“Beyond the Wild Wood comes the Wide World,” said the Rat. “And that’s something that doesn’t matter, either to you or me. I’ve never been there, and I’m never going, nor you either, if you’ve got any sense at all. Don’t ever refer to it again, please.”
– Kenneth Grahame: The Wind in the Willows
I am a Mole, by inclination; and prefer the company of just a few very close friends and family members – and myself – to that of the general throng. I am, I suppose, socially, quite timid by nature (and probably somewhat eccentric, in other people’s eyes…): expressing myself better with written, than spoken language; and often keeping my thoughts to myself (or at least rehearsing, before uttering them…).
Grahame’s words – and the way of life he paints – seem all too apposite, currently. I don’t want the “Wide World” coming “Beyond the Wild Wood”, thank you. I chose to live in Tysoe, partly (mostly?) because of the lure of its isolation. I choose to stay here because of its isolation; its utterly wonderful, large moat of countryside; its intrinsic, unique sense of community and identity. (Those words again.)
I don’t know if it really is “the most rural village in Warwickshire”, as has been claimed – it certainly feels it, sometimes (thank goodness). What I do know is that I don’t want to be walking down Oxhill Road, with a future small grandchild in hand, explaining what the field that then holds 80 houses was; what it meant. (However, I presume all grandparents have many such sad epiphanies.)
But Mole stood still a moment, held in thought. As one wakened suddenly from a beautiful dream, who struggles to recall it, but can recapture nothing but a dim sense of the beauty in it, the beauty! Till that, too, fades away in its turn, and the dreamer bitterly accepts the hard, cold waking and all its penalties.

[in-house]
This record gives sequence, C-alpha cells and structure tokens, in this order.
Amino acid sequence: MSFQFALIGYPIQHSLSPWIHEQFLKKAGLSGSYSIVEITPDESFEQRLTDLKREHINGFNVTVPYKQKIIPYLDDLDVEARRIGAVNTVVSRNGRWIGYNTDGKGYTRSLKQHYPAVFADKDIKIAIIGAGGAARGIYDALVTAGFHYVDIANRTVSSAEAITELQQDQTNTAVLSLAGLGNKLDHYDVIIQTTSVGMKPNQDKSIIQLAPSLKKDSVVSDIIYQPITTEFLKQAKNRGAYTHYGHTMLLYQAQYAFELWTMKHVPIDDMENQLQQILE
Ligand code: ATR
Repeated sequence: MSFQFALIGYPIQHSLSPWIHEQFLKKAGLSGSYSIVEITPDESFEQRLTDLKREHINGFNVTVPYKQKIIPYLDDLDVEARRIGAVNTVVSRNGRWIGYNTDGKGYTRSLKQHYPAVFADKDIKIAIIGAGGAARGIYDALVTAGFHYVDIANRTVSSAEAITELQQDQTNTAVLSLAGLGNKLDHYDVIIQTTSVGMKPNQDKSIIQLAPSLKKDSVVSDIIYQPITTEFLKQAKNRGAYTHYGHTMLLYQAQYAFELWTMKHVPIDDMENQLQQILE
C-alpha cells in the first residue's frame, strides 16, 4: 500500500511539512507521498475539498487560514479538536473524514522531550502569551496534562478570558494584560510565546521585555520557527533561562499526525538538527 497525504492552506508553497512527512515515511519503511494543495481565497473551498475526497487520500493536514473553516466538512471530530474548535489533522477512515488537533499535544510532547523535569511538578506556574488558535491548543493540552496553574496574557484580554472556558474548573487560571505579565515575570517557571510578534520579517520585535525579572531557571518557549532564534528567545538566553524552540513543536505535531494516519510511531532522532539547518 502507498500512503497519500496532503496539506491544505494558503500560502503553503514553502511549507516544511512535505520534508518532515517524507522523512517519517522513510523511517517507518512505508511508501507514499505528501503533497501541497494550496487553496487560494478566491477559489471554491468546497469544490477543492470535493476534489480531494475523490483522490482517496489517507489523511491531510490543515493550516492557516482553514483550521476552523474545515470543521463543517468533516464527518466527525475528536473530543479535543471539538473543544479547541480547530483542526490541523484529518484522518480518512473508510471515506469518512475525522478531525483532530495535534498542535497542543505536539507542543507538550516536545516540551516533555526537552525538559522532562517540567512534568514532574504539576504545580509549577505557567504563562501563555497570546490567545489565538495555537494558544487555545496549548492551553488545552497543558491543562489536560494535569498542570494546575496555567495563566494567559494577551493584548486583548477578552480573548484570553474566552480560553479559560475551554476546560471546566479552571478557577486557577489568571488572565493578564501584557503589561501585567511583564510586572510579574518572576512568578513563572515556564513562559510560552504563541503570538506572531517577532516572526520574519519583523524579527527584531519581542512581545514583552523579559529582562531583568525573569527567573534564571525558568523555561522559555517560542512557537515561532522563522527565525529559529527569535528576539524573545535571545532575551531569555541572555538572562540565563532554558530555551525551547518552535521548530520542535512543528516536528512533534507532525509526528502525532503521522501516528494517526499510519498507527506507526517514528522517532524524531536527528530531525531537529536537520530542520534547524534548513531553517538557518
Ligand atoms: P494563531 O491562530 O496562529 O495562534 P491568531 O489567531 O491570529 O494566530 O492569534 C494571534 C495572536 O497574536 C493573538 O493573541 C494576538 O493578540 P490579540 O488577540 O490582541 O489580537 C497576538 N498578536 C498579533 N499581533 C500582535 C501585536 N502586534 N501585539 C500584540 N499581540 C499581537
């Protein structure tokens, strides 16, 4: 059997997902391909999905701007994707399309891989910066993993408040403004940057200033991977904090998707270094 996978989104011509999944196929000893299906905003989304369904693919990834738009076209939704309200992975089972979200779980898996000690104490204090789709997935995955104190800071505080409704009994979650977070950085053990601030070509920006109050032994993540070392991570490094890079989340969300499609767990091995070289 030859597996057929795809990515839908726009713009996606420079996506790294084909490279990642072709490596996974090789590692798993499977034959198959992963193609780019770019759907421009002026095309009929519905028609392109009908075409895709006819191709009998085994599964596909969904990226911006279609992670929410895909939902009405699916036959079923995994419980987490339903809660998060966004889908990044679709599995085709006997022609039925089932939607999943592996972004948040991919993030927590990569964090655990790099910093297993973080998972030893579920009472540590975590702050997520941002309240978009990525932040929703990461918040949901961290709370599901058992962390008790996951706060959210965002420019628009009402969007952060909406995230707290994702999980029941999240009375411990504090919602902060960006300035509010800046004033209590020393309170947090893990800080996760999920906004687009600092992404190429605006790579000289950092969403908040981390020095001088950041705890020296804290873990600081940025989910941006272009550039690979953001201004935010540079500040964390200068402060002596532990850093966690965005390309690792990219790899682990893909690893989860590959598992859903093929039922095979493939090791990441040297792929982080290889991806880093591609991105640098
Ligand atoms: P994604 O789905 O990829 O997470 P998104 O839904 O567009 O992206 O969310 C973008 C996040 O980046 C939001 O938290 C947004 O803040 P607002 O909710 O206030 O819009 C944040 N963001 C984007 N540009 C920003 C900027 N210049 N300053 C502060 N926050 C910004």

I apologize if this sounds pessimistic (“For my life, I confess to you, feels to me today somewhat narrow and circumscribed…”): but the new speed limit signs on Oxhill Road, and especially their positioning, represent to me (and others I have talked to) stakes in the ground; territory being claimed and marked out; nails in a coffin… – and it’s hard not to jump to such conclusions. I have a feeling that, suddenly, the village (made animate) feels fatalistic and hopeless.
All this he saw, for one moment breathless and intense, vivid on the morning sky; and still, as he looked, he lived; and still, as he lived, he wondered.
Home! That was what they meant, those caressing appeals, Those soft touches wafted through the air, those invisible little hands pulling and tugging, all one way.
But this is still Tysoe. My Tysoe. And nothing can take that away. All we can do is fight; and, when the battle is won or lost – when the war is over – know that we did our very best to protect what is ours – even if we, and the village, lie scared and scarred, bruised and bewildered. (And never have I come across such an intelligent, invested group of weary foot-soldiers – “This happy breed of men” – as those currently trying to hold the ground for future, current, and past, generations. We find ourselves fortunate in so many ways.)
“Well, very long ago, on the spot where the Wild Wood waves now, before ever it had planted itself and grown up to what it now is, there was a city – a city of people, you know. Here, where we are standing, they lived, and walked, and talked, and slept, and carried on their business. Here they stabled their horses and feasted, from here they rode out to fight or drove out to trade. They were a powerful people, and rich, and great builders. They built to last, for they thought their city would last for ever.”
In the scheme of things, we are but little tadpoles in a roaring ocean – of both space and time (and bureaucracy…). (To quote the original Bard again: “Small show’rs last long, but sudden storms are short…”.) The field, though, has not changed in hundreds and hundreds of years; and our ancestors would have seen what we see now. Surely “This blessed plot” is therefore worth the fight?